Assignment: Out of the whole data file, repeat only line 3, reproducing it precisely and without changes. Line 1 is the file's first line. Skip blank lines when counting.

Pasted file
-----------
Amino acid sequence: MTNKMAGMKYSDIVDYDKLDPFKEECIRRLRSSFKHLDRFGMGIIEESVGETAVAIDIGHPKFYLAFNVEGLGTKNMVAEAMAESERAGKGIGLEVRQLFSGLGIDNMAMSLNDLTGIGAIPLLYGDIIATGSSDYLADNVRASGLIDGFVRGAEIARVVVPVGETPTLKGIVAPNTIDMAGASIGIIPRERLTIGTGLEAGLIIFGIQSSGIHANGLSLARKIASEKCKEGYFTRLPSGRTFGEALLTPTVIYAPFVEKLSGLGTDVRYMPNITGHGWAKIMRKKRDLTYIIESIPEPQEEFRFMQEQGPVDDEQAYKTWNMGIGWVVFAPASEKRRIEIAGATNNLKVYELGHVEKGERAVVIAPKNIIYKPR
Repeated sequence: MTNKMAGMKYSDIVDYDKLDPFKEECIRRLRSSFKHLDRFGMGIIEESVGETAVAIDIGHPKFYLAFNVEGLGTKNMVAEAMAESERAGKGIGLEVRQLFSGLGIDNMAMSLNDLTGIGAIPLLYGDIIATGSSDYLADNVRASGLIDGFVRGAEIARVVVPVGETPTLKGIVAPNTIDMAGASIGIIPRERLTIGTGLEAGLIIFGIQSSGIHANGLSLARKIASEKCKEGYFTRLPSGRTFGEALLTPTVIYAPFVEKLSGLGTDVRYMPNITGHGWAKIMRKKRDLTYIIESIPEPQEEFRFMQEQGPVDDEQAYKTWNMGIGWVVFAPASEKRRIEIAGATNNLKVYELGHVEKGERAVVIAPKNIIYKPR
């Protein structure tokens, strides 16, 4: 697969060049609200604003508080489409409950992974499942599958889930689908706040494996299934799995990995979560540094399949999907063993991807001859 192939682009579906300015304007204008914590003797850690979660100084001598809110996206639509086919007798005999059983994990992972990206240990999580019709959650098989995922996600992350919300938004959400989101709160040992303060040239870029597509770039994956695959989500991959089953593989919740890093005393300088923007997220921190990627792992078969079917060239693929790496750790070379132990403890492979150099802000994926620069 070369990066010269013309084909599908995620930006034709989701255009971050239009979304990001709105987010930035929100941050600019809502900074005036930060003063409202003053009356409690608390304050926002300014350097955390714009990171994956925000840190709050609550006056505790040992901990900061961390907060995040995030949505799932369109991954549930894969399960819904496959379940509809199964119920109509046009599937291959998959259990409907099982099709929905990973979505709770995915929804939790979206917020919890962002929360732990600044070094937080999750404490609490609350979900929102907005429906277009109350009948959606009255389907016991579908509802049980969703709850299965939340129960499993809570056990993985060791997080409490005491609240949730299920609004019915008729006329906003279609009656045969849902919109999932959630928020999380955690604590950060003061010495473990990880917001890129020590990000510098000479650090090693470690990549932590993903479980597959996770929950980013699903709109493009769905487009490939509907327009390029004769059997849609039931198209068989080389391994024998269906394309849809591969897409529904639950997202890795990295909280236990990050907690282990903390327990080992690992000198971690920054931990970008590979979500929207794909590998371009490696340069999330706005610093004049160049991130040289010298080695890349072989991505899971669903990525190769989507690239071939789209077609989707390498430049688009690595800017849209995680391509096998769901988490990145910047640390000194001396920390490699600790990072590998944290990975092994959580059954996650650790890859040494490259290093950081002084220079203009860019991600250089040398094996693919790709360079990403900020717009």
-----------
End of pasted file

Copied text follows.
């Protein structure tokens, strides 16, 4: 697969060049609200604003508080489409409950992974499942599958889930689908706040494996299934799995990995979560540094399949999907063993991807001859 192939682009579906300015304007204008914590003797850690979660100084001598809110996206639509086919007798005999059983994990992972990206240990999580019709959650098989995922996600992350919300938004959400989101709160040992303060040239870029597509770039994956695959989500991959089953593989919740890093005393300088923007997220921190990627792992078969079917060239693929790496750790070379132990403890492979150099802000994926620069 070369990066010269013309084909599908995620930006034709989701255009971050239009979304990001709105987010930035929100941050600019809502900074005036930060003063409202003053009356409690608390304050926002300014350097955390714009990171994956925000840190709050609550006056505790040992901990900061961390907060995040995030949505799932369109991954549930894969399960819904496959379940509809199964119920109509046009599937291959998959259990409907099982099709929905990973979505709770995915929804939790979206917020919890962002929360732990600044070094937080999750404490609490609350979900929102907005429906277009109350009948959606009255389907016991579908509802049980969703709850299965939340129960499993809570056990993985060791997080409490005491609240949730299920609004019915008729006329906003279609009656045969849902919109999932959630928020999380955690604590950060003061010495473990990880917001890129020590990000510098000479650090090693470690990549932590993903479980597959996770929950980013699903709109493009769905487009490939509907327009390029004769059997849609039931198209068989080389391994024998269906394309849809591969897409529904639950997202890795990295909280236990990050907690282990903390327990080992690992000198971690920054931990970008590979979500929207794909590998371009490696340069999330706005610093004049160049991130040289010298080695890349072989991505899971669903990525190769989507690239071939789209077609989707390498430049688009690595800017849209995680391509096998769901988490990145910047640390000194001396920390490699600790990072590998944290990975092994959580059954996650650790890859040494490259290093950081002084220079203009860019991600250089040398094996693919790709360079990403900020717009």